Delinquent Dogs & Misbehaving Mutts Come!

canine casting call for delinquent dogs and misbehaving mutts

Do you have a delinquent dog or puppy whose behavior is a pain? If so, it is time for animal school–and there is a special opportunity for pet parents that will help you morph your precious pet into a mannered mutt!

Those of you on my email list already know about this but here is the press release for the rest of you!

Consider this your personal canine casting call. Pet dog and puppy owners around the area will get the chance to work with veteran animal behaviorist & trainer, Diana L Guerrero of Ark Animals. Some pet parents will also have the opportunity to be highlighted in a new series that will help other animal owners, too.

Selected participants will work closely with Guerrero during program development of the Pet Parenting School, a series of educational modules designed to provide continuing education to animal owners online. The program will provide a variety of multimedia options to assist pet owners across the United States.

Guerrero has trained hundreds of pets throughout the mountain area and is no stranger to the Big Bear Valley, San Bernardino county or Riverside. She first began offering animal training here back in the late 1980s when she developed and ran animal training programs for Big Bear, Lake Arrowhead and Crestline.

At that time, Ark Animals partnered with other animal businesses and the local park district until she left the valley to train animals for a world famous zoo.

You may have worked with her before or caught a glimpse of the “Ark Lady” giving expert comments on Animal Planet or the Discovery Channel. Although her work has taken her around the world, the lure of the southern California mountains drew her back to the Big Bear valley where she resides full time.

What you might not know is that the Ark Lady holds a degree in animal training & management, along with numerous other related certifications, and is the author of several books. She began her career with marine mammals, then worked with wild and exotic animals until she relocated to Big Bear to work with pets.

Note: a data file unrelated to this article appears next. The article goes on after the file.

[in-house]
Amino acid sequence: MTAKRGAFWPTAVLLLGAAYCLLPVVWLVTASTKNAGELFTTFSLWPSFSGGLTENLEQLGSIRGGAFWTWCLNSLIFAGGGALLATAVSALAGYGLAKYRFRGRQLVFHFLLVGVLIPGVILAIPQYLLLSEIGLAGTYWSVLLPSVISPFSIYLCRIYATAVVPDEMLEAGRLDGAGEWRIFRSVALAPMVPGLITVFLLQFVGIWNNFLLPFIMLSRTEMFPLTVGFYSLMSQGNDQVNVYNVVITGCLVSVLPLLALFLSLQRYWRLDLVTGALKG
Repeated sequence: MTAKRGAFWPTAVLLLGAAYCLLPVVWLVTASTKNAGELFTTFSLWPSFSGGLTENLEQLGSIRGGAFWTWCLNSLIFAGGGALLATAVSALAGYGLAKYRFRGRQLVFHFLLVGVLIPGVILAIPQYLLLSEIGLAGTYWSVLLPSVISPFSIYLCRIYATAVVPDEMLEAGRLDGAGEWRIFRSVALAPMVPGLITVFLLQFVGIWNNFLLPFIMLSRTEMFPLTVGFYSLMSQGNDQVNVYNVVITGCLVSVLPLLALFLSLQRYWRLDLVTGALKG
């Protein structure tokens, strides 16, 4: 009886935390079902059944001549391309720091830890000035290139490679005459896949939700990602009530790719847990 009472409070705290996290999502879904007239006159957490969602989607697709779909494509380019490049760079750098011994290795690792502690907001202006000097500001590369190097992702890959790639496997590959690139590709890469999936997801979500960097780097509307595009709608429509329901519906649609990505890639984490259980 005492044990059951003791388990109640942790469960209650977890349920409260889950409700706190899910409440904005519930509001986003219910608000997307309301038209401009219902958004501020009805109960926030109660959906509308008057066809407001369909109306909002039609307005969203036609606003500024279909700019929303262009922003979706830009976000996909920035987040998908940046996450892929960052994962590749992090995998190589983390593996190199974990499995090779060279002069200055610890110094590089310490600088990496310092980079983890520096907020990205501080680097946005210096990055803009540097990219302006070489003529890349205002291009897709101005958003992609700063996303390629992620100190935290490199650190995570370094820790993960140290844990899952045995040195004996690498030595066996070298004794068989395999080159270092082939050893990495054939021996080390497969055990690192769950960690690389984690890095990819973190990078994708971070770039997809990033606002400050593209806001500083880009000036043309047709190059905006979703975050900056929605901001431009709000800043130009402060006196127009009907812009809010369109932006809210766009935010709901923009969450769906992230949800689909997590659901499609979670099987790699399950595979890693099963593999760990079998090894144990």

For more information on how you can participate in the Pet Parenting School project, or to enroll in pet dog training, please call Guerrero at Ark Animals (909) 547-4ARK (4275) or email AnimalSchool at ArkAnimals dot Com. You can use the link at the top of this page and click through to the application.

How are your animal observation skills?

Lately I’ve been out in public more than I have been in some time.

If you are a subscriber, you know that I am getting ready to start seeing clients again after being unavailable for the past few years.

I have to say that being incognito has been interesting, to say the least.

Earlier this week I happened to be at my mobile office location–a popular gathering place for conversation, coffee and people watching.

Now, as you might expect, I spend more time dog watching.

Over the years in my profession I’ve noticed that most behavior problems stem from the miscommunication between the pet owner and their pet(s) and the failure of people to really see their animal and its behavior clearly.

So I have to ask, how are your animal observation skills?

Because my work is all about communication and creating an animal connection, I am constantly stunned at what people miss or fail to think about.